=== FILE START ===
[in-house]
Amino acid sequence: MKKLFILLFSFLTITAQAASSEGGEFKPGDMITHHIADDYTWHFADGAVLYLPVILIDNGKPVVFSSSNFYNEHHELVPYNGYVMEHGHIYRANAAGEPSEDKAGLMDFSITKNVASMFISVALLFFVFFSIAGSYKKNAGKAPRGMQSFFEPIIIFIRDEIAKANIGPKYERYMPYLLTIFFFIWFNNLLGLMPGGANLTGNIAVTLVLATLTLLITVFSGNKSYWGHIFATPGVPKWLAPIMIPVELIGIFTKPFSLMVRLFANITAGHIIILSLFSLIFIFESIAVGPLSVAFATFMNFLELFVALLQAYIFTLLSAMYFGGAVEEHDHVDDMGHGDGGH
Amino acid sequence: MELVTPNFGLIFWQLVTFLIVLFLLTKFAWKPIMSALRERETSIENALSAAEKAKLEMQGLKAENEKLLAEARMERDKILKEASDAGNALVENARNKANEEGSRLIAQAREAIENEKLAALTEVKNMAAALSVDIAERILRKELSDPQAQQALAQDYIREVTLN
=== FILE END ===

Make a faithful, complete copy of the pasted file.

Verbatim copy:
[in-house]
Amino acid sequence: MKKLFILLFSFLTITAQAASSEGGEFKPGDMITHHIADDYTWHFADGAVLYLPVILIDNGKPVVFSSSNFYNEHHELVPYNGYVMEHGHIYRANAAGEPSEDKAGLMDFSITKNVASMFISVALLFFVFFSIAGSYKKNAGKAPRGMQSFFEPIIIFIRDEIAKANIGPKYERYMPYLLTIFFFIWFNNLLGLMPGGANLTGNIAVTLVLATLTLLITVFSGNKSYWGHIFATPGVPKWLAPIMIPVELIGIFTKPFSLMVRLFANITAGHIIILSLFSLIFIFESIAVGPLSVAFATFMNFLELFVALLQAYIFTLLSAMYFGGAVEEHDHVDDMGHGDGGH
Amino acid sequence: MELVTPNFGLIFWQLVTFLIVLFLLTKFAWKPIMSALRERETSIENALSAAEKAKLEMQGLKAENEKLLAEARMERDKILKEASDAGNALVENARNKANEEGSRLIAQAREAIENEKLAALTEVKNMAAALSVDIAERILRKELSDPQAQQALAQDYIREVTLN